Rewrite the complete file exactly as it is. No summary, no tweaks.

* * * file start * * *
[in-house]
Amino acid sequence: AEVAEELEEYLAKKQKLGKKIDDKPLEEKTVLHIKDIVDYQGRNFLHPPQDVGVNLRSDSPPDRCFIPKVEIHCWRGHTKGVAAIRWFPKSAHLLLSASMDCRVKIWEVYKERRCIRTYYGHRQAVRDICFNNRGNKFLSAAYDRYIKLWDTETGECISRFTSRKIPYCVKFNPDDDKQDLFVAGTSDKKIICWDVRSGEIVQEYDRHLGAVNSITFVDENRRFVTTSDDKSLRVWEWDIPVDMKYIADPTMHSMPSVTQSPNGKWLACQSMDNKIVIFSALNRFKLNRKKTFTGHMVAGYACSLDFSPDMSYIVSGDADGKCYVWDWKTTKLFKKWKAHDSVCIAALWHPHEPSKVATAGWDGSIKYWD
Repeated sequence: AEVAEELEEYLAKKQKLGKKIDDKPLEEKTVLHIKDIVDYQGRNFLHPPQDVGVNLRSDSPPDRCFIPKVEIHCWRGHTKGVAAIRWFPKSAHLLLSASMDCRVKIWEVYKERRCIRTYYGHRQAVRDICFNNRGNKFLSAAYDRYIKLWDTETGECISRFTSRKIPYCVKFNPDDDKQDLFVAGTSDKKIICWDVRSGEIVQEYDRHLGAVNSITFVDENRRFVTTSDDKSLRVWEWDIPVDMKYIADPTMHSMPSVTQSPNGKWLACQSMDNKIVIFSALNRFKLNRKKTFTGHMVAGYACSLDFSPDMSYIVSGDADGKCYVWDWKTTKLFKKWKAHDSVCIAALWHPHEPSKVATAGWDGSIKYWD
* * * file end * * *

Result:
[in-house]
Amino acid sequence: AEVAEELEEYLAKKQKLGKKIDDKPLEEKTVLHIKDIVDYQGRNFLHPPQDVGVNLRSDSPPDRCFIPKVEIHCWRGHTKGVAAIRWFPKSAHLLLSASMDCRVKIWEVYKERRCIRTYYGHRQAVRDICFNNRGNKFLSAAYDRYIKLWDTETGECISRFTSRKIPYCVKFNPDDDKQDLFVAGTSDKKIICWDVRSGEIVQEYDRHLGAVNSITFVDENRRFVTTSDDKSLRVWEWDIPVDMKYIADPTMHSMPSVTQSPNGKWLACQSMDNKIVIFSALNRFKLNRKKTFTGHMVAGYACSLDFSPDMSYIVSGDADGKCYVWDWKTTKLFKKWKAHDSVCIAALWHPHEPSKVATAGWDGSIKYWD
Repeated sequence: AEVAEELEEYLAKKQKLGKKIDDKPLEEKTVLHIKDIVDYQGRNFLHPPQDVGVNLRSDSPPDRCFIPKVEIHCWRGHTKGVAAIRWFPKSAHLLLSASMDCRVKIWEVYKERRCIRTYYGHRQAVRDICFNNRGNKFLSAAYDRYIKLWDTETGECISRFTSRKIPYCVKFNPDDDKQDLFVAGTSDKKIICWDVRSGEIVQEYDRHLGAVNSITFVDENRRFVTTSDDKSLRVWEWDIPVDMKYIADPTMHSMPSVTQSPNGKWLACQSMDNKIVIFSALNRFKLNRKKTFTGHMVAGYACSLDFSPDMSYIVSGDADGKCYVWDWKTTKLFKKWKAHDSVCIAALWHPHEPSKVATAGWDGSIKYWD